Searching over 5,500,000 cases.


searching
Buy This Entire Record For $7.95

Download the entire decision to receive the complete text, official citation,
docket number, dissents and concurrences, and footnotes for this case.

Learn more about what you receive with purchase of this case.

Magee v. State

Court of Appeals of Mississippi

December 12, 2017

JOSHUA DEMIEN MAGEE A/K/A JOSHUA MAGEE APPELLANT
v.
STATE OF MISSISSIPPI APPELLEE

          DATE OF JUDGMENT: 07/25/2016

         RANKIN COUNTY CIRCUIT COURT HON. JOHN HUEY EMFINGER JUDGE

          ATTORNEY FOR APPELLANT: MATTHEW ALLEN BALDRIDGE

          ATTORNEY FOR APPELLEE: OFFICE OF THE ATTORNEY GENERAL BY: JOSEPH SCOTT HEMLEBEN

          DISTRICT ATTORNEY: MICHAEL GUEST

          BEFORE GRIFFIS, P.J., BARNES AND FAIR, JJ.

          FAIR, J.

         ¶1. Joshua Magee was convicted of two counts of sexual battery relating to his then seven-year-old cousin, Abby.[1] At the time of the offense, Magee was thirty-three years of age and living in the same household as the victim. The victim disclosed repeated acts of sexual abuse after she and Magee were caught together late at night without explanation. On appeal, Magee raises a number of evidentiary issues and challenges the weight and sufficiency of the evidence. We find that none of these contentions have merit, and we affirm.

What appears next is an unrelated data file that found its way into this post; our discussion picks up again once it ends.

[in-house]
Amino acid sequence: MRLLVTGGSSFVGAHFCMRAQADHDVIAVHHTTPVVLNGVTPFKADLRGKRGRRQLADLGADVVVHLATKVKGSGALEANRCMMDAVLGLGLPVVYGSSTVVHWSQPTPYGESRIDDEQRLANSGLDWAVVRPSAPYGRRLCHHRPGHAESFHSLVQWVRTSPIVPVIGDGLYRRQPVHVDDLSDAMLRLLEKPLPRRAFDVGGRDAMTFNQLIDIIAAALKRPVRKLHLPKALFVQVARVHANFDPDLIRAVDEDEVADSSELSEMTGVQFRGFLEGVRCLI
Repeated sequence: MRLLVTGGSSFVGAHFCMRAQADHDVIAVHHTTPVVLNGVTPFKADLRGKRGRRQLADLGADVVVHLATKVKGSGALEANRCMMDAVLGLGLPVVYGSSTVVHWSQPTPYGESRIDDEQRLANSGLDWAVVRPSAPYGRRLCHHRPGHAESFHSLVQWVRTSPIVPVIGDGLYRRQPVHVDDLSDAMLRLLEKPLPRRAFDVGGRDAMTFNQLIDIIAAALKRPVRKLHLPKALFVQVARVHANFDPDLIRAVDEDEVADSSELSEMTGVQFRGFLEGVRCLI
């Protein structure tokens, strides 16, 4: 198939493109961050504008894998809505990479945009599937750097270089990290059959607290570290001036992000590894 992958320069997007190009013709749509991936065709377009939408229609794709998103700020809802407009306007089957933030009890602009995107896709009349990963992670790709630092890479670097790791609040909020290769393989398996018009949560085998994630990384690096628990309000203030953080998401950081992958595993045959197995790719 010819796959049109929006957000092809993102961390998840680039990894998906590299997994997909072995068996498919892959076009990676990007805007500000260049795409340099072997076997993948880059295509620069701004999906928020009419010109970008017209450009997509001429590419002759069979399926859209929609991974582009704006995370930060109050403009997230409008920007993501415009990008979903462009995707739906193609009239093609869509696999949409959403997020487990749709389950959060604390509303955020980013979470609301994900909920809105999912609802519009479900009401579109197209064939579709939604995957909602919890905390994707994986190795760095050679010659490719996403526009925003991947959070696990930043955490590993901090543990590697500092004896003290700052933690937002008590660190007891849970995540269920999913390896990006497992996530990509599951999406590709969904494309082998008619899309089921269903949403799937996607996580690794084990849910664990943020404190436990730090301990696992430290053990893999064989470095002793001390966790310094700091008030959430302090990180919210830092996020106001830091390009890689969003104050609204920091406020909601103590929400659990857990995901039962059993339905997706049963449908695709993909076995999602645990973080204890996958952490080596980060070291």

DISCUSSION

         1. Magee's Prior Felony Conviction

         ¶2. Magee testified in his own defense. In his first issue on appeal, he complains that the trial court erred in permitting the State to impeach him with his prior felony conviction. The court limited the impeachment to the fact that Magee was a previously convicted felon; it did not allow the State to elicit the specific offense (aggravated assault), though Magee himself volunteered from the stand that his prior criminal history was "not dealing with no sexual activities."

         ¶3. From our review of the record, this issue clearly has been waived. Magee initially moved in limine to exclude any reference to his prior convictions. The trial court granted the motion, in part, except to the extent that the prior convictions might be used for impeachment if Magee testified. A ruling on that aspect of the motion was deferred. When the issue came up, after Magee declared his intent to testify in his own defense, the trial court began to hold a Peterson[2] hearing to determine whether the impeachment would be allowed. But shortly after the hearing began, Magee's attorney interposed that he had no objection to the impeachment. After the trial court offered the limitation, the attorney accepted it and reiterated that he had no objection. "In order to preserve an issue for appeal, counsel must object. The failure to object acts as a waiver." Havard v. State, 928 So.2d 771, 791 (¶34) (Miss. 2006).

         ¶4. This issue has been waived.

         2. Ineffective Assistance of Counsel

         ¶5. Next, Magee contends that his trial attorney rendered constitutionally ineffective assistance of counsel by failing to request a ...


Buy This Entire Record For $7.95

Download the entire decision to receive the complete text, official citation,
docket number, dissents and concurrences, and footnotes for this case.

Learn more about what you receive with purchase of this case.